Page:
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“Fake” honey: a timely reminder to check organic purchases

4 min read
26 Sep 2018
woman looking at organic product label shopping

Recent accusations that Australia’s supermarkets and largest publicly-listed honey company, Capilano, are selling “fake” honey begs the question: what else isn’t as it seems on supermarket shelves?

According to a joint ABC-Fairfax Media Investigation, over half of 28 pure blended and imported honey samples tested in Germany’s Quality Services International (QSI) lab were adulterated – meaning, the honey was mixed with other substances (potentially ingredients like sugar and syrups).

The QSI lab used Nuclear Magnetic Resolution (NMR) to test these samples from major Australian supermarkets, including Coles, Woolworths, ALDI and IGA. Some samples of Capilano’s Allowri-branded Mixed Blossom Honey, which is marketed as 100% pure, was also found adulterated; however, Capilano strongly denies these allegations and has criticised the legitimacy of the test.

Honey on stick blue background

Do you trust an “organic” food label?

These allegations may concern Aussies who are already sceptical of what they’re placing into their shopping trolleys. As it is, recent findings from the Australian Organic Market Report 2018 revealed a whopping 40% of shoppers didn’t trust items marketed as “organic”, despite the report concluding over eight million Australian households are now purchasing organic grocery products each year1.

The Australian Competition and Consumer Commission (ACCC) says consumers should feel confident when making an organic purchase, and businesses are not allowed to misinform consumers with deceptive, misleading or false claims2. The consumer watchdog also states the same rule applies to online shopping services and information relayed from staff.

Unlike “certified organic”, the term “organic” isn’t regulated under Australian law for products sold within the country, which means businesses and companies can use organic to describe their products without first undergoing scrutiny from certifying bodies.

As such, some companies may, intentionally or unintentionally, misrepresent their products when making organic claims (e.g. 100% organic, made using organic ingredients, certified organic).

Coconut oil closeup label nutrition

Specifically, a recent ACCC media release detailed an incident where Dreamz Pty Ltd, trading as GAIA Skin Naturals (GAIA), paid over $37,000 in penalties for “alleged false or misleading representations”3.

GAIA used the words “pure, natural, organic” to describe its Natural Baby Bath & Body Wash, Baby Shampoo and Baby Moisturiser, however, the products contained sodium hydroxyl methyl glycinate and phenoxyethanol – two synthetic chemical preservatives which undermine the organic claims.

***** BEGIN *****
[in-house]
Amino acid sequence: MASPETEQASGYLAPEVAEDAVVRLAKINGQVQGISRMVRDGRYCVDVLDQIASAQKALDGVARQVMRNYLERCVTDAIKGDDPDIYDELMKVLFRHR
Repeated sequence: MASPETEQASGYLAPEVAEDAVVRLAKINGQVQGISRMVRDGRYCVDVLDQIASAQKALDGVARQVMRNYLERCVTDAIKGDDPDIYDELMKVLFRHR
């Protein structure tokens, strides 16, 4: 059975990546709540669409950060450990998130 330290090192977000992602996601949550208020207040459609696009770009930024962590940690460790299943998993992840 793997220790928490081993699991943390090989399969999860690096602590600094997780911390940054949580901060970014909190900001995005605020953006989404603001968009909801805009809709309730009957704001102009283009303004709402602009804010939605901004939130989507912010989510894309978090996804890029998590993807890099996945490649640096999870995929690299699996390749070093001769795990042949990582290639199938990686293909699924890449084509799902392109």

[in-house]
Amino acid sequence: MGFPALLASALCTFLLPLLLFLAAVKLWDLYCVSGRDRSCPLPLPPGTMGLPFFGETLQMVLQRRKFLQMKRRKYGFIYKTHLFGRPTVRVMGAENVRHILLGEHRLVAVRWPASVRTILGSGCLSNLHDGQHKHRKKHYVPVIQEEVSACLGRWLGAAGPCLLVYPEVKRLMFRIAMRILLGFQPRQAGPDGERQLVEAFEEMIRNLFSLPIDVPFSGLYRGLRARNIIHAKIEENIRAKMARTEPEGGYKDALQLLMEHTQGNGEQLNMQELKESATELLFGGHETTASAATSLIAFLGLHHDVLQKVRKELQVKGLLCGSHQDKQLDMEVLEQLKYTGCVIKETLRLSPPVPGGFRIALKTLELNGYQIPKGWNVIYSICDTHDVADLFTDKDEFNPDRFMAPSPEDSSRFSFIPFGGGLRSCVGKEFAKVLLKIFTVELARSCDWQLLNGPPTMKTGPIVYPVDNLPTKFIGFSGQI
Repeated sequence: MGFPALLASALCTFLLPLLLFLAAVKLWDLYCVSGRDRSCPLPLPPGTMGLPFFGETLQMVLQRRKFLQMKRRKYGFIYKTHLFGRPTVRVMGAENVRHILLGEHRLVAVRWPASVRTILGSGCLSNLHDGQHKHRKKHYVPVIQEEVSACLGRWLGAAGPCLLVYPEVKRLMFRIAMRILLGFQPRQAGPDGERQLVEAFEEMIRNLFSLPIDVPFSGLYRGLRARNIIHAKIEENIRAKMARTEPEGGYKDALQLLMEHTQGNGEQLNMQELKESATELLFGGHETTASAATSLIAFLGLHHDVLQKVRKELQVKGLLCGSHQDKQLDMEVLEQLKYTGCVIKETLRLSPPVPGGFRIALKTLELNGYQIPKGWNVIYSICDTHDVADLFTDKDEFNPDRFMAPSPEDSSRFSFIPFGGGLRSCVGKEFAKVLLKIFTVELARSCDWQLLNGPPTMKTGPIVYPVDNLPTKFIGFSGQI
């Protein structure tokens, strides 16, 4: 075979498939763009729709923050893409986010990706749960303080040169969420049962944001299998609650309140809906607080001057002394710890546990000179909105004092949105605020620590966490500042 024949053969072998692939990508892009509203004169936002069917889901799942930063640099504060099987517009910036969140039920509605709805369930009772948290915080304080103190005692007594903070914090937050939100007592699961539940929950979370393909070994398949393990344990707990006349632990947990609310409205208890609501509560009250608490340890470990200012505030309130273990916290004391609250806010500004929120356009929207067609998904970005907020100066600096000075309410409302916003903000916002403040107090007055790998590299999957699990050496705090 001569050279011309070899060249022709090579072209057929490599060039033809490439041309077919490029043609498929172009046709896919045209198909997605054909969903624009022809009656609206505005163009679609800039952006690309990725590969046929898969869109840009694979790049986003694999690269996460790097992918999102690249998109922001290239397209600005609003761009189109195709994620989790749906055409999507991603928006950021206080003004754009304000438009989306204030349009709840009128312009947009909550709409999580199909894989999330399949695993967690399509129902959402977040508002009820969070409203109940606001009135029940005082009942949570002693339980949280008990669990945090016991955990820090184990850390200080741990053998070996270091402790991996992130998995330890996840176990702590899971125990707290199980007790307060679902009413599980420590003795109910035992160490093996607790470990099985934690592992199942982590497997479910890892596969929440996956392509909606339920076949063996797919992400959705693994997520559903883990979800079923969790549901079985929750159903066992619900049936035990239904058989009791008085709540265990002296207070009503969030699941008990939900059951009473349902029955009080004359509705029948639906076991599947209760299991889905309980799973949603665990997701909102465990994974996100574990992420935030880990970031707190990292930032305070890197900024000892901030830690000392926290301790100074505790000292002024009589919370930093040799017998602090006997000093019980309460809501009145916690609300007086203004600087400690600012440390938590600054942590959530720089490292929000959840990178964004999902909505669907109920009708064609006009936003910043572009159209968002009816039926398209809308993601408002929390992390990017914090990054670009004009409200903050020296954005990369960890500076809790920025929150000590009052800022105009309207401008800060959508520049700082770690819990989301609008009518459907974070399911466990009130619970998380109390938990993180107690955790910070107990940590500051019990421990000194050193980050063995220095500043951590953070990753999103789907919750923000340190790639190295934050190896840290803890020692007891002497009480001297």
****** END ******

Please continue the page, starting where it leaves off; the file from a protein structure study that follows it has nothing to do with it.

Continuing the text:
When a product is “certified organic”, it must subscribe to strict standards and regulations set out by certifying bodies approved by the Department of Agriculture4.

What do we look for when shopping for organic products?

While consumers can complain if they feel misled by packaging, many shoppers could unknowingly fall into non-certified marketing traps.

The Australian Organic Market Report 2018, which includes findings on Australian behavioural attitudes around the market, revealed most organic customers still look for the word “organic” written in the product name or label to verify if the product is what it says it is.

While half of the surveyed shoppers now check for a certification logo on the label (up from 44% in 2016), it’s still concerning that many shoppers solely rely on marketing tactics – especially as the report found health reasons, as well as the environment, animal welfare and starting a family, were driving factors for Aussies switching to organic products in the first place.

Parents child cutting up vegetables preparing dinner

Furthermore, the premium price tag that often accompanies organic products is a major barrier to switching to these items for almost 70% of Australian Organic respondents. As such, it is essential shoppers actually put their money towards products that are transparent with their messaging and don’t lure consumers with misleading claims.

How can you avoid misleading claims?

Always ensure you carefully read packaging labels, look for organic certification logos, and research the brand and any confusing, complicated ingredients listed on the product label. Remember: brands can employ other marketing techniques, like pictures of forests or animals, to subliminally persuade shoppers that their product is healthier and more environmentally friendly than it is.

If you do spot something misleading while you’re shopping, you can make a consumer complaint with the ACCC.


  1. Andrew Lawson, Amy Cosby, Derek Baker, Shawn Leu, Ed Lefley, Euromonitor International, Amarjit Sahota, and Nick Bez, Australian Organic Market Report 2018 (Australian Organic Ltd, 2018).
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avatar of author: Renee Olsson

Written by Renee Olsson

Switch coffee for hot chocolate and winter for summer, and that’s Renee. When she’s not glued to the cinema screen, she’s arguing with her fictional characters (it’s a love-hate relationship). Renee studied Creative and Professional Writing and Journalism at QUT and is passionate about inciting positive change through the written word.

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